By Virginia McMahon
We walk a straight line of eggshells with our heads down, and a resolve to just get by. We are careful not to speak out, or to offend, as our greatest fear is disappointment. And we are lonely. Then, suddenly, someone roars, “make your own damn sandwich!” And just like that, our empty hands are held by the warm sentiment that someone else understands.
The person was Emily Simkin, a student in Armsted Christian’s celebrated Flo’Ology class, and her statement was a biting message to the boy your mother warned you about. On Monday, December 9th, 2013, the Red Room had the honor of, once again, lending its intimate stage to Christian’s class of diverse Berklee students. To peers, classmates, teachers, and viewers on the web, Christian’s students did what so many of us struggle to do each day- told their truth.
Professor Christian defines Flo’Ology as “the manifestation of an idea…rooted in literary expression and spoken word poetry.” He goes on to describe it as “a contemporary term that is intended to encourage freedom, honesty and truth, through narrative writing, spoken word poetry, and freestyle verbalization.” Deeming their classes “sessions” and their class space an “environment”, Flo’Ology encourages its students to sit back, relax, and just be. Beyond the description in the Berklee Course Handbook, the details of Flo’Ology are truly known only to those who have had the opportunity to enroll. For, as far as one can tell, this is not a class that suffices to be explained by a black and white block of generic words, it is ultimately an experience.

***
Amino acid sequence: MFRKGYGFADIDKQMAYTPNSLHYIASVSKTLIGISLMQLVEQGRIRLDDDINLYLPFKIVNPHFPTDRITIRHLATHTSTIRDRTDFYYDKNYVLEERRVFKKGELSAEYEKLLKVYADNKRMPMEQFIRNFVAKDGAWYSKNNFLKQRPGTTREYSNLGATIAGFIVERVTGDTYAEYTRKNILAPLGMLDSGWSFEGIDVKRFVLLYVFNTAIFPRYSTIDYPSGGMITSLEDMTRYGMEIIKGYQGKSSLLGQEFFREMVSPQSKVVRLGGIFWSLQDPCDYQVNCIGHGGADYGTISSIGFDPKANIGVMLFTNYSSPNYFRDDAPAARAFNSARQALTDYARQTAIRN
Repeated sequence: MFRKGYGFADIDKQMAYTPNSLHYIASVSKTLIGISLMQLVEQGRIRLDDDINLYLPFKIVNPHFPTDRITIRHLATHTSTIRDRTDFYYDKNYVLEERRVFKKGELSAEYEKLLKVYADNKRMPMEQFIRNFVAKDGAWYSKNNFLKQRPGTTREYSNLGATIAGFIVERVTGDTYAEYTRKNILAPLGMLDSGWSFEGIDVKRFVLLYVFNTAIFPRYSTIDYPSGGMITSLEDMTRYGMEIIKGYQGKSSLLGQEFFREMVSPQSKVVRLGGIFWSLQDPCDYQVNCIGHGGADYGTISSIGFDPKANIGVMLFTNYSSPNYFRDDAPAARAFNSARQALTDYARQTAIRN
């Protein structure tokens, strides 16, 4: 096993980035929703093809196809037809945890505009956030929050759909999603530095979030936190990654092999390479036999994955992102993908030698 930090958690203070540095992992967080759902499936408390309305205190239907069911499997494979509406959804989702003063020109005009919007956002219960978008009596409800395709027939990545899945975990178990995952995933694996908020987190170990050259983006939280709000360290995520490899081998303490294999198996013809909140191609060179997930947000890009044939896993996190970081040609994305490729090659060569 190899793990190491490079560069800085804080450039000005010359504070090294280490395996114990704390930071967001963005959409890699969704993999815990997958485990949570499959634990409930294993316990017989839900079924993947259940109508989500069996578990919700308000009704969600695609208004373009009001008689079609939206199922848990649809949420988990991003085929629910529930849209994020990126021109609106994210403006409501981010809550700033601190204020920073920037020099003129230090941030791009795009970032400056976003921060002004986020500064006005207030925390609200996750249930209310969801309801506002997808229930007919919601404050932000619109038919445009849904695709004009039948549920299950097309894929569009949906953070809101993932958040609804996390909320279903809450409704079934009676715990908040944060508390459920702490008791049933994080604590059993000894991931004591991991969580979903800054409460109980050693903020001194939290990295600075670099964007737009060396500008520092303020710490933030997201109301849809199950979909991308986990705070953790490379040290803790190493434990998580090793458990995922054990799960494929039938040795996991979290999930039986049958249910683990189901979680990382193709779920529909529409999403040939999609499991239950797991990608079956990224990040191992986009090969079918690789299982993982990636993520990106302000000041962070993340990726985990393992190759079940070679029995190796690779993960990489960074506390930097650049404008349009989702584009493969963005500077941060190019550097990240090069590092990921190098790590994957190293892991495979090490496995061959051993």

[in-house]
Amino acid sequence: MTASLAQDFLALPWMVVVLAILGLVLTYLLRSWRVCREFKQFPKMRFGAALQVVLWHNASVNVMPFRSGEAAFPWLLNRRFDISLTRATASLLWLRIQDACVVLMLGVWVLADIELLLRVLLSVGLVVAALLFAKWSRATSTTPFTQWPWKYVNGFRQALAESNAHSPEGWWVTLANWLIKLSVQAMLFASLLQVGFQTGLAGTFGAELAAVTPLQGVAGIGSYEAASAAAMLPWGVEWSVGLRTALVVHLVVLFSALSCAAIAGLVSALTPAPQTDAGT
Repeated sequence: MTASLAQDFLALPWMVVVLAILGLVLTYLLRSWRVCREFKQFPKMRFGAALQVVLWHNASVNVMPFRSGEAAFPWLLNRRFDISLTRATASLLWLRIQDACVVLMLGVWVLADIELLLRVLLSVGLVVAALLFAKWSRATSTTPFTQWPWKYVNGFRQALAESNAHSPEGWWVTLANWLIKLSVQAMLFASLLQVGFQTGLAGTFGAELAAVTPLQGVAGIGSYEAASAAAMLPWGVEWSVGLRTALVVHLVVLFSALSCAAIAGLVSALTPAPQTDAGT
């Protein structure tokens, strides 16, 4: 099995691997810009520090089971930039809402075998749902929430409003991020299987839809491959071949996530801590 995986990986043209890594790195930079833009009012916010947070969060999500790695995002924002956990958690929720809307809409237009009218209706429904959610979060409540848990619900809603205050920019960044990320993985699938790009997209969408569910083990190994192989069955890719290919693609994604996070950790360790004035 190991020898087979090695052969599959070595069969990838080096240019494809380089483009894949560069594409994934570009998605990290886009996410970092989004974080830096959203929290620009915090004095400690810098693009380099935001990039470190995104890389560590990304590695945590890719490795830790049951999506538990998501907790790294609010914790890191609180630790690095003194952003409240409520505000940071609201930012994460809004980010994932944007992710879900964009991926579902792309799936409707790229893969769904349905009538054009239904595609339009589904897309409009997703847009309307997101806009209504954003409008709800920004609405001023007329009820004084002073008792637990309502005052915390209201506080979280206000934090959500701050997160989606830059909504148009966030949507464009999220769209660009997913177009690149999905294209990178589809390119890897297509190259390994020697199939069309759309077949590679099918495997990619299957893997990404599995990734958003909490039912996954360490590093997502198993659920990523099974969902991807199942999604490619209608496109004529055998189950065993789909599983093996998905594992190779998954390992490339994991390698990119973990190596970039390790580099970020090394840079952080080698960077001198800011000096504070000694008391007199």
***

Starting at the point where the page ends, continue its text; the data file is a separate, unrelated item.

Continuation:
Of the fourteen students who took the stage that night, no one shared the same last name. And yet, time and time again, they referred to each other as “family”. It is enough to make one realize that, despite what a standard dictionary might preach, family isn’t about being related. Family is about being able to relate. By that definition, the students of Flo’Ology are nothing short of a family.
Much like the Flo’Ology class, the Red Room is not just a venue- it is an environment. From student recitals and big name concerts, to class presentations and guest lecturers, the Red Room is a space for people to share what they have created, in whatever form it takes. And what other reason to share than to encourage the realization that we are somehow connected to one another? As with most Red Room events, Flo’Ology only served to perpetuate the facilitation of human connection. Because, when it comes down to it, people really aren’t all that bad.
With the stage packed up and the clock counting closer to 11pm, the clusters of patrons and performers began to break apart, and wander out of the venue’s heavy double doors. But whether you walked home with someone by your side, or strolled onto Boylston in a party of one, after Armsted Christian’s Flo’Ology Experience, no one left the Red Room feeling alone.